Human Development

A campaign to end malnutrition in Bihar

  • Blog Post Date 08 May, 2015
  • Notes from the Field
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About 55% of 0-3 year old children in the state of Bihar are malnourished. In this article, Hena Naqvi, State Programme Officer at the Department of Social Welfare, Government of Bihar, describes an ambitious campaign launched by the government in October 2014 to reduce child malnutrition in the state to 30% by 2017.

Bihar was categorised as one of the ‘least developed’ states as per the report of the Raghuram Rajan Committee in September 2013. The Committee was responsible for evolving a composite development status of states on the basis of a multi-dimensional index. The committee’s report listed three categories of states -‘least developed’, ‘less developed’ and ‘relatively developed’. While Odisha tops the list of ‘least developed’ states, Bihar occupies the second position.

Years of multidimensional backwardness of Bihar was confirmed by the Committee. With critical indicators1 like 54.4% poverty ratio, 42.73% female literacy, 61.1 infant mortality rate (IMR), and 916 sex ratio, Bihar was bound to be a part of the list of ‘least developed states2.

Towards a malnutrition-free Bihar

An area of serious concern is the high malnutrition rate in the state. According to the consolidated revised National Rural Health Mission (NRHM) report 2012-13 for Bihar, around 80% of children below five years of age in Bihar are malnourished. The National Family Health Survey-III (NFHS-III, 2005-06) reports that 50.1% of children below three years of age in the state are stunted (low height-for-age), 32.6% are wasted (low weight-for-height) and 54.9% are underweight (low weight-for-age). The overall malnutrition rate for this age group is about 55%. The NRHM report also says that malnourishment in women in the reproductive age group (15-49 years) has worsened in Bihar (increased to 68.2% in 2012 from 60% in 1998). Hence, Bihar seems to be trapped in a vicious cycle of malnourished women and children.

Figure 1. The vicious cycle of malnutrition among women and children

To address the grave issue of malnutrition, the Department of Social Welfare, Government of Bihar has initiated a campaign called ‘Bal Kuposhan Mukta Bihar’ (BKMB). Launched on 11 October 2014 by former Chief Minister Jitan Ram Manjhi, BKMB seeks to bring down the malnutrition rate in the state, and hence address IMR and related health problems in the long run. As per the planned strategy, the programme aims to reduce child malnutrition (below 30% for 0-3 year olds) from the current status by the end of 2017.

The campaign targets pregnant women, lactating mothers and children in the 0-6 years age group (categorised into 0-3 years and 3-6 years) enrolled at 91,677 Anganwadi centres3 in 544 project areas of the Integrated Child Development Services (ICDS), but it particularly focuses on the children in the age group of 0-3 years in view of this group’s additional nutritional requirements. In total, the campaign aims to cover 1,800,000 children in the 0-3 year old age group, 3,500,000 children in the 3-6 year old age group, and 1,750,000 pregnant/ lactating women.

Designed on the pattern of the Pulse Polio Campaign, BKMB takes care of every minute aspect and all the strategic components of addressing malnutrition.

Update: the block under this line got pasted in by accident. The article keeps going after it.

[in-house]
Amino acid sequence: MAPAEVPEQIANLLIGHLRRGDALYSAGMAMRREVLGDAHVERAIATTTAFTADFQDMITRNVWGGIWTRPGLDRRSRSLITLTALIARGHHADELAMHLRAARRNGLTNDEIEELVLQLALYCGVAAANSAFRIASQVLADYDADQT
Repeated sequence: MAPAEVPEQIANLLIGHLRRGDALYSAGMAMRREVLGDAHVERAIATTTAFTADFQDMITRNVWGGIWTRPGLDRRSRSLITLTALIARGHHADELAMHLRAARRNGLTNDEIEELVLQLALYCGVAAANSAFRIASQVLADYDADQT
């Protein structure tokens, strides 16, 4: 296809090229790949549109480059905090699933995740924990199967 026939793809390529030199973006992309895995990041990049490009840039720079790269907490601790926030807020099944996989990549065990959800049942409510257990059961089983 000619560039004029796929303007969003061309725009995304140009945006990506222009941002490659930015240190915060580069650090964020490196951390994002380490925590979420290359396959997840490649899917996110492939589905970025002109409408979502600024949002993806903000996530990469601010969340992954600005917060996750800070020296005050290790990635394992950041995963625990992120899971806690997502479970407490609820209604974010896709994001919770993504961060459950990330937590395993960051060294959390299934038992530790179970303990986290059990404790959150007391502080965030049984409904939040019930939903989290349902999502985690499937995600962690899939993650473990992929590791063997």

The five Cs: A multi-pronged strategy to end malnutrition

A multi-pronged strategy has been devised to achieve the ambitious goal of reducing malnutrition. It includes five ‘Cs’, namely communication for behavioural change, capacity-building, community’s access to tangibles and intangibles, community participation, and collective approach.

The five Cs are directed towards covering seven priority interventions under the campaign: colostrum feeding (within one hour of birth); exclusive breast feeding (up to six months of age; without even a single drop of water); appropriate and timely initiation of supplementary feeding from six months onwards; prevention and cure of childhood illness; use of safe drinking water (boiled and filtered); hand-washing and hygiene practices; and regular growth monitoring of children in the age group of 6-36 months.

Figure 2. Five Cs to address malnutrition in Bihar

In the short run, the communication component of the programme aims at informing, sensitising and mobilising the community towards positive health and nutrition practices. Screening of a short film on care of nutrition and hygiene of children4, movement of an awareness van branded as ‘Jagrukta Rath’, street plays, songs (in local language), print and electronic mediums, hoardings, banners, posters, booklets, stickers, mobile phone and social media (Facebook, Twitter, You Tube) have been chosen as the mediums to convey messages on reducing malnutrition. The long-term aspects include promotion of social forestry (teaching the community to cultivate nutritious fruits and vegetables under community forestry)through MNREGA (Mahatma Gandhi National Rural Employment Guarantee Act) and the Department of Agriculture, inclusion of nutrition in school and college curricula, orientation of voluntary organisations, panchayati raj institutions (PRIs) and legislators on nutrition, and establishment of a ‘nutrition museum’5. Such innovative steps have the potential of reducing malnutrition indirectly in the long-run. Thus, a combination of various mediums is used under the communication component of the campaign.